Tag archives for Paleontology
A 150-million-year-old clutch of fossilized dinosaur eggs is providing scientists with new evidence of how eggs evolved. The eggs were laid by a dinosaur belonging to a group of species called theropods. Tyrannosaurus rex, as well as today’s birds, belong to this group. Most of the time, scientists can’t tell what kind of dinosaur laid the eggs they find, but the fossil embryos inside the eggs were developed enough for scientists to tell which group of dinosaurs they were from.
Scientists discovered that the eggs had fewer layers than eggs from later dinosaurs and birds. They also know that the eggs were buried to incubate, because of the amount of pores in the eggshell.
Paleontologists in Nevada have discovered a Triassic-era sea monster that is the size of a bus! It lived about 244 million years ago during the Triassic era. The creature is called “lizard-eating sovereign of the seas,” or Thalattoarchon saurophagis. T. saurophagis was an early ichthyosaur, a giant reptile that lived in the oceans.
The fossil was partially excavated in 1998, and National Geographic explorer and T. saurophagis study co-author Nadia Fröbisch and her colleagues excavated the rest of the fossil in 2010. The complete fossil has a huge skull and big, sharp teeth that may have been used to eat prey the same size as T. saurophagis.
Caitlin: Today the team went to Two Medicine Dinosaur Center. We had a tour with Timeline Adventures. Learning about identifying fossils, digging up fossils, and preserving them was probably the most enjoyable day, in my opinion. The fossils we uncovered were the lower leg bones of a Hadrosaurus, a T-rex tooth, and scattered Hadrosaurus bones. Getting to help dig up dinosaur bones was amazing. Carefully brushing and chipping off rock helped to expose more of the fossil. Once the fossil is all exposed, paper towels and water are “painted” on. The plaster is applied by hand and the fossil was pried out of the ground. It was a neat experience getting to preserve a real dinosaur fossil. I’ve been looking forward to this day ever since I won the expedition! I learned a lot about dinosaurs and fossils and the rest of the team did too.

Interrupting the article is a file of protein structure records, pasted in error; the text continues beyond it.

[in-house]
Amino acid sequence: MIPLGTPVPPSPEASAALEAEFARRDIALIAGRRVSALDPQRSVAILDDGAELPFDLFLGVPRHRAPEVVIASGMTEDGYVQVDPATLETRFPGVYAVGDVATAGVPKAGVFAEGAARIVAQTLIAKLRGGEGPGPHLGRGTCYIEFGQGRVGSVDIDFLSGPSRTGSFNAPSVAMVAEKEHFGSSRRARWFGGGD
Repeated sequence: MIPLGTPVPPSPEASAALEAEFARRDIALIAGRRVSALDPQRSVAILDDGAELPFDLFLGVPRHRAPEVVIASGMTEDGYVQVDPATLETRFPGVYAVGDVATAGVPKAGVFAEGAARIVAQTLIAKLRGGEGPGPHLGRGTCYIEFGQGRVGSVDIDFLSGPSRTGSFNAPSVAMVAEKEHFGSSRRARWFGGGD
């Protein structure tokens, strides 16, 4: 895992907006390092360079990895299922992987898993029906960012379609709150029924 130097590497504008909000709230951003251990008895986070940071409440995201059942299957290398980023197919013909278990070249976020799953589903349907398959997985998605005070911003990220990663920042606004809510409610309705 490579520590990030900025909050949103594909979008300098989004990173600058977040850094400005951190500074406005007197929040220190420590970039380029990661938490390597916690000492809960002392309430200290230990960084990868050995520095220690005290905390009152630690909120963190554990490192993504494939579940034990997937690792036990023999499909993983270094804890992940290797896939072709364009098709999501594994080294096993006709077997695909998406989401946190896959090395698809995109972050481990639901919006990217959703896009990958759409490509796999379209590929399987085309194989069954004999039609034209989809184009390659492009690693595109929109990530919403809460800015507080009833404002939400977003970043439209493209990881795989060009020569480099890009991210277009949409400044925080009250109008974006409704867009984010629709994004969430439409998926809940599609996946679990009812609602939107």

Scientists have recently discovered an odd new saber-toothed creature. As described in an upcoming study, the prehistoric Tiarajudens eccentricus was about the size of a large dog, and lived before the dinosaurs. One odd thing about this creature is that even though it had fearsome canine teeth, it was a herbivore (a plant-eater). “You would usually expect saber teeth in a carnivore,” said paleontologist Jörg Fröbisch, of the Humboldt University of Berlin. “The best known animals are obviously saber-toothed cats or tigers, but there are also some [extinct] forms known among the marsupials, relatives of kangaroos and wombats.” (Fröbisch was not involved in the study, which will be published tomorrow in the journal Science.)
Study leaders suggest that Tiarajudens eccentricus may have used its fearsome-looking teeth to scare rivals or predators.
Scientists have uncovered a new dinosaur in Argentina, and it’s a big one! The Austroraptor cabazai is the largest raptor ever found in South America and it is among the largest members of the carnivorous raptor family. These raptors grew to be 16.5 to 21 feet long (5 to 6.5 meters).
A raptor this big would certainly have been a fierce predator. Paul Sereno, a paleontologist at the University of Chicago, says that “this was a monster raptor that makes the Velociraptor look like kid’s play.”
Read more on National Geographic News.
Check out the Velociraptor Creature Feature.
Learn more about paleontologist and National Geographic Explorer-in-Residence Paul Sereno on National Geographic.
Image courtesy Fernando Novas